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A bunch of wines from the weekend

March 26, 2013 Leave a comment

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SUN was a very good day for wine. I had lunch at home with a friend and cooked fresh fish from the new wildfish.ro shop opened in Pta Dorobanti, but also received an invitation from a different friend to pay him a visit later on. There was a very important event to be celebrated and he uncorked some special wines. Knowing my passion for old vintages he thought about me when he opened Vega Sicilia Valbuena from the late ’70s.

At home I had 2011 Serve Cuvee Amaury that sports a fresh and floral nose, with clean and enticing aromas that shift from white and yellow flowers , to citrus and pear. Lively and rich in the mouth, it is a great success. (88/100)

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It took a lot of effort to uncork the 1969 Chateau Nenin Pomerol that had a mid-shoulder level. So far it proved to be the most demanding experience to uncork an old bottle of wine. As much preparation and care I took, the cork did not want to get out. I had to take it out piece by piece, but fortunately there was limited amount of cork that fell in the bottle.

The wine has a good saturated ruby red color with brick rim. It also had an oxidized appearance as soon as it was poured in the glass. I am not sure if it was because I moved the bottle a lot during my efforts to uncork it or was the contact with air. What is certain is the wine was absolutely clean and transparent in the bottle prior to my efforts to uncorking it.

The bouquet is very nice, clean and still preserves discreet primary aromas of red and black currant. As it breathes the fruity aromas increase their intensity and get more nuanced. There are intense aromas of new leather, truffles, tobacco and cedar. Medium bodied, fully resolved tannins, outstanding acidity and balanced, it offers good drinking pleasure. Medium finish and fresh. It is a maturing wine and now on a downside slope, but the wine is surprisingly good considering its age and the quality of the 1969 vintage. (88-89/100)

After lunch I accepted my friend’s invitation and paid him a visit. Over there a merry group was waiting and challenged me to a blind tasting contest which I accepted. They had 5 wines opened for a couple of hours: 4 reds and a white. I did manage to impress:

– I guessed the first red by country, region and grape variety: 2007 Castiglion del Bosco Brunello di Montalcino. This had the sunny and warm nose that I find in Tuscany wines. Intense on the nose, sweet, with plenty of red fruits and toast. (91/100)

– the second as being the oldest on the table based on its color and cloudy appearance: Vega Sicilia Valbuena from the late ’70s. This is Non vintage Valbuena (it does exist yes !) bottled in 1979. It was a bit cooked and smelled like a Madeira. Such a pity. Not rated.

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– the third had the most intriguing nose with pronounced aromas of earth and dill. Somebody said dirty socks. 🙂 I would call it earthy, with a little bit of brett. I thought initially old Rioja, but then the purity of its flavors and its medium body made me think about Pinot Noir from Germany. Managed to recognize the wine down to its producer and vintage: 2007 Philip Kuhn Steinbuckel Pinot Noir Grosses Gewachs Pfalz. At this moment the group was deeply impressed. This was one of the wines of the evening. It is a wine with such a great personality, intensity and focus that you cannot remain unimpressed. (93/100)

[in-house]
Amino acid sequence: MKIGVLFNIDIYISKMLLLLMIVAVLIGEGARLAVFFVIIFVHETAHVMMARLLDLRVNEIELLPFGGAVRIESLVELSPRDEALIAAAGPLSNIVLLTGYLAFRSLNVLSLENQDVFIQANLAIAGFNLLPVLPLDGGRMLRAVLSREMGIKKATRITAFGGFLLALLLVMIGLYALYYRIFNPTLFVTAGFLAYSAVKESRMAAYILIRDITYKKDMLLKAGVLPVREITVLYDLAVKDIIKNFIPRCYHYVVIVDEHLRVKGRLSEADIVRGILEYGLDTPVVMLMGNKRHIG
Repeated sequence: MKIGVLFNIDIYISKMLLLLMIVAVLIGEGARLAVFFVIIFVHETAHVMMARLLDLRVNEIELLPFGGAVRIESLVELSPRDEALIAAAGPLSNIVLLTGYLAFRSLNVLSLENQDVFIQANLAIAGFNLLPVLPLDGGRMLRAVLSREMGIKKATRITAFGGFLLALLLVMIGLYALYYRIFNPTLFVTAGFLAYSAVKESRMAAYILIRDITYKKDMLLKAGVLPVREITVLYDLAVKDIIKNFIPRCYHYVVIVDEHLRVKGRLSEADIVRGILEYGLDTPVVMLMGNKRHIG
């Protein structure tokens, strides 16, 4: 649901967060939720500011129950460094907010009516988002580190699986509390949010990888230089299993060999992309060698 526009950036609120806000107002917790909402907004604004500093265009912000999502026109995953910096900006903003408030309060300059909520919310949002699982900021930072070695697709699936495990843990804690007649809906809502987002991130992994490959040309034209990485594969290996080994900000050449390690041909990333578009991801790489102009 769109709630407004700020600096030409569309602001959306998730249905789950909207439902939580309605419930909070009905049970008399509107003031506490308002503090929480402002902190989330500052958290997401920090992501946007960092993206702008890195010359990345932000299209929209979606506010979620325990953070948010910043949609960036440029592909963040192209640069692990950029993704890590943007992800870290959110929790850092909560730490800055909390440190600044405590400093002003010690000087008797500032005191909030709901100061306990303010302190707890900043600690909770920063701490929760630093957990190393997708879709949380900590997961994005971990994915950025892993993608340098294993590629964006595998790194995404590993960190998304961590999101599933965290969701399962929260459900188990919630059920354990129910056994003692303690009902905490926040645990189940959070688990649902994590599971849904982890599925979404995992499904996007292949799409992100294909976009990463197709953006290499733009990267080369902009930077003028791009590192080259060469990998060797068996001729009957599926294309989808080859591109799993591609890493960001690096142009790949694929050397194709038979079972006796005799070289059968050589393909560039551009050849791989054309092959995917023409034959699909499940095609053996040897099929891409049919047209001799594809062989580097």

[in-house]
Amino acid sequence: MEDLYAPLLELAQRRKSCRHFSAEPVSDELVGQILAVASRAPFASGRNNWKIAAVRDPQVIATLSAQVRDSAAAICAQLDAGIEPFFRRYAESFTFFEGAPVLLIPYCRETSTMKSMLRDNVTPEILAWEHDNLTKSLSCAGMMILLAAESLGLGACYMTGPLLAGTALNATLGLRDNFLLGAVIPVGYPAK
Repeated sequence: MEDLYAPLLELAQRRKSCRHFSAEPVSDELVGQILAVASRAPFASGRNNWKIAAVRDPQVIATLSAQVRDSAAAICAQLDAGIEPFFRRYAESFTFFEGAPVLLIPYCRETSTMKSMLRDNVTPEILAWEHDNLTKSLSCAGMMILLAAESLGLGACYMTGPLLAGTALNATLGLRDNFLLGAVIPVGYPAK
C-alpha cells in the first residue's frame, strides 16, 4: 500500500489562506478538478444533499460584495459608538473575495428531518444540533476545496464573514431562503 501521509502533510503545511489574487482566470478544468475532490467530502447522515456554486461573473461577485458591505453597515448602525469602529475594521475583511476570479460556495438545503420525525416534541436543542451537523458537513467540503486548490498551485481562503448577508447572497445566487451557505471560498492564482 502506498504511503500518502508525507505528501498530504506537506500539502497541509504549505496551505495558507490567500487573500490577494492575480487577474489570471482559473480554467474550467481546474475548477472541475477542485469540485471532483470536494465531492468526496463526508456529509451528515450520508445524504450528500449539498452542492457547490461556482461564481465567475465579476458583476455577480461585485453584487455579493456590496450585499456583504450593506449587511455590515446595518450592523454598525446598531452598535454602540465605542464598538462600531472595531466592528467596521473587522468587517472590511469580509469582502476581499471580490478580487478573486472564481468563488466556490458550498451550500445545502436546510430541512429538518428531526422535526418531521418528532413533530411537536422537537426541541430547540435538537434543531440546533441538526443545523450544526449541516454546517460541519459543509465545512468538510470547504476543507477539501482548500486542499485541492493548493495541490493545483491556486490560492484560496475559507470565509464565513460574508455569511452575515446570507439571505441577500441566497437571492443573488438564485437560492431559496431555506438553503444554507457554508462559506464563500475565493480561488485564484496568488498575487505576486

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– fourth wine was more challenging. Due to some signs of oxidation, it initially sported dry fruits similar to an Amarone. In the mouth it was still good and eliminated the suspicions of an Amarone. I said initially Italy based on the nose, but based on the taste I said South Africa. It was indeed SA. Could not guess more but it was quite close. Hanneli R 2005 has some problems on the nose, but it is clean and intense on the palate. A very good wine if it would have not been the signs of oxidation on the nose.

– the fifth wine was the white. The moment I smelled the glass I said German Riesling Auslese or Spatlese. The wine had strong and sweet aromas of pineapple, peach and apricot, ripe citrus fruit and very discreet signs of petrol. Based on the nose it was an Auslese. In the mouth it fooled me because the outstanding acidity made it taste less sweet than an Auslese. I said Spatlese from Germany. It was 2001 Weingut Dr Crusius Riesling Auslese. Such a beautiful wine. It has amazing purity, richness, intensity and mouthwatering acidity. (94/100)

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The evening was still young so 2 more red wines followed but not blind this time. I suggested to try 2007 Meerlust Rubicon which I absolutely loved. It strongly resembles a red wine from Medoc. Youthful, well developed and intense on the nose, it has rich aromas of green bell pepper, cedar, violets, black currant and a distinguishing peppery aroma. Fresh, powerful, balanced, seamless texture and great tannins structure, the wine is very convincing. It has deep and intense flavors of blackberries, dark chocolate and spices, and the structure to last. Long finish, with long aging potential. I was seduced immediately. (92/100)

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2006 Castiglion del Bosco Brunello di Montalcino Campo de Drago is a huge, concentrated and well structured wine. Not very expressive on the nose for now, but the wine has all the attributes of becoming very interesting in time. It has depth, richness and huge amounts of tannins in the mouth, but it also has balance and layers of flavors. Long chocolatey finish. (91/100)